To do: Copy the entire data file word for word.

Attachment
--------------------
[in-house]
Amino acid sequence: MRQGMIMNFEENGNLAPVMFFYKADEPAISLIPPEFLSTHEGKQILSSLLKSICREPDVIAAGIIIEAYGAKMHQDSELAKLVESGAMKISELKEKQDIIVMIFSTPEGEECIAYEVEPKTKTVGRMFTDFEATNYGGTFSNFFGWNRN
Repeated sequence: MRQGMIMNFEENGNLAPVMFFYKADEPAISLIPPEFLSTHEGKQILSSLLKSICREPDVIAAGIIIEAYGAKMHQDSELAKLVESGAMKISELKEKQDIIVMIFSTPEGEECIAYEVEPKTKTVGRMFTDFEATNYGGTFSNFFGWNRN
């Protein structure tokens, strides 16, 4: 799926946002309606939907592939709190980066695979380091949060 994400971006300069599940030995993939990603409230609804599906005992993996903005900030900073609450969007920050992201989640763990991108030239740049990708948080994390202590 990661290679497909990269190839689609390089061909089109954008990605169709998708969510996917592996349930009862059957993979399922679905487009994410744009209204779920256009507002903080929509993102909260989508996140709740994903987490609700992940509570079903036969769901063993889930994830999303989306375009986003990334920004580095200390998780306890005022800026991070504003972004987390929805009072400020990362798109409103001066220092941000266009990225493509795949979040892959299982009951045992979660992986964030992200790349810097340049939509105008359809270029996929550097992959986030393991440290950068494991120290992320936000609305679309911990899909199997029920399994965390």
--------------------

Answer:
[in-house]
Amino acid sequence: MRQGMIMNFEENGNLAPVMFFYKADEPAISLIPPEFLSTHEGKQILSSLLKSICREPDVIAAGIIIEAYGAKMHQDSELAKLVESGAMKISELKEKQDIIVMIFSTPEGEECIAYEVEPKTKTVGRMFTDFEATNYGGTFSNFFGWNRN
Repeated sequence: MRQGMIMNFEENGNLAPVMFFYKADEPAISLIPPEFLSTHEGKQILSSLLKSICREPDVIAAGIIIEAYGAKMHQDSELAKLVESGAMKISELKEKQDIIVMIFSTPEGEECIAYEVEPKTKTVGRMFTDFEATNYGGTFSNFFGWNRN
């Protein structure tokens, strides 16, 4: 799926946002309606939907592939709190980066695979380091949060 994400971006300069599940030995993939990603409230609804599906005992993996903005900030900073609450969007920050992201989640763990991108030239740049990708948080994390202590 990661290679497909990269190839689609390089061909089109954008990605169709998708969510996917592996349930009862059957993979399922679905487009994410744009209204779920256009507002903080929509993102909260989508996140709740994903987490609700992940509570079903036969769901063993889930994830999303989306375009986003990334920004580095200390998780306890005022800026991070504003972004987390929805009072400020990362798109409103001066220092941000266009990225493509795949979040892959299982009951045992979660992986964030992200790349810097340049939509105008359809270029996929550097992959986030393991440290950068494991120290992320936000609305679309911990899909199997029920399994965390």